Diabetic Complications - Minimize Complications With Diet

By: Dr John Anne

Diabetes mellitus is a metabolic disorder that occurs when the beta cells of the pancreas i.e. islets of langerhans are not able to produce a sufficient amount of insulin to avert hyperglycemia.

Type 1 diabetes i.e. IDDM (insulin dependent diabetes mellitus) is generally caused by auto-immune destruction of the pancreatic beta cells that produce protein insulin. There is no known preventative measure that can be used against type 1 diabetes i.e. IDDM (insulin dependent diabetes mellitus), as most people affected are other wise healthy when onset occurs. Diabetic diet and exercise can not overturn or prevent this category of diabetes. While this type of diabetes mellitus can affect both children as well as adults, it has a nickname of "juvenile diabetes" because the preponderant cases are found in children.

Type 2 diabetes i.e. NIDDM (non-insulin dependent diabetes mellitus) is a tissue-wide insulin resistance that occurs due to an amalgamation of defective insulin secretion and insulin resistance. It is generally first treated by attempts to change physical activity like diabetic diet and weight loss. These measures can restore insulin sensitivity, allowing type 2 diabetics to recover satisfactory glucose control for years.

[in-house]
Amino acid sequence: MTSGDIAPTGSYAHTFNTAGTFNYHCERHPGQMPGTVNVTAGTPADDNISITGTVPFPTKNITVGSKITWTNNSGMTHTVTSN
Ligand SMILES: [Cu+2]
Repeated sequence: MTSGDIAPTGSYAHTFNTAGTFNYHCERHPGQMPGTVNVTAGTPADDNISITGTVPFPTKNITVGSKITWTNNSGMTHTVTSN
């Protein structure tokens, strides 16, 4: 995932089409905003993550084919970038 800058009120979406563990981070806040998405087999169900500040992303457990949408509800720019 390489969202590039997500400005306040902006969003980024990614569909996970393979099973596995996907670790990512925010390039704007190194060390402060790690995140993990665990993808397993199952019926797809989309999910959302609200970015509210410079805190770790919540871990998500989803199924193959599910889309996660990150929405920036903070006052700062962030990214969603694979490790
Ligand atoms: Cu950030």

Both type 1 and 2 diabetes are incurable chronic conditions. Though, they have been treatable ever since insulin became medically accessible and are usually managed today with a combination of diabetic diet and lifestyle management.

Diabetes mellitus causes many complications in its victims. Acute complications may occur if the disease is not looked over and forbidden adequately enough. Serious long-term complications including cardiovascular disease, chronic renal failure, retinal damage, nerve damage, and micro vascular damage, which may lead to erectile dysfunction and poor healing, are often a result of in-adequate treatment of this disease. However, sufficient treatment of diabetes, along with an increased watch on blood pressure control, following of diabetic diet and lifestyle factors, may improve the risk profile of the above mentioned complications.

Many diabetics have trouble controlling their blood sugar levels. Even those who exercise frequently are still puzzled about what and how much they should be eating. The longer you deal with diabetes mellitus, the easier it will become for you to handle the disease.

Although regulating your blood sugar can be complicated, it is not unfeasible. There are many variables that affect blood sugar, including mood, stress, and infection, illness, and sleep turmoil. Because blood sugar regulation isn't an exact science, you should meet with your doctor or dietician regularly to plan a diabetic diet customized especially for you.

Be sure to ask them questions, let them know your routine and check in with your doctor to let him or her know your development along with any problems you may be meeting.

It is an excellent idea to keep a food journal in which you document the kinds of foods you eat along with the serving sizes and your after-meal blood sugar levels plus any other helpful in turn your doctor may need.

Visiting with an herbalist or alternative care doctor could be a good idea also. They will be able to tell you with vitamins, minerals, herbal supplements, and alternative treatments that may help ease your symptoms.

There are many cook books that give guidelines on serving sizes for diabetics. They also suggest diabetic diets that are good for you. There are also a lot of new programs that help diabetic patients to plan their diets (diabetic diet) and calculate the amount of food to eat.

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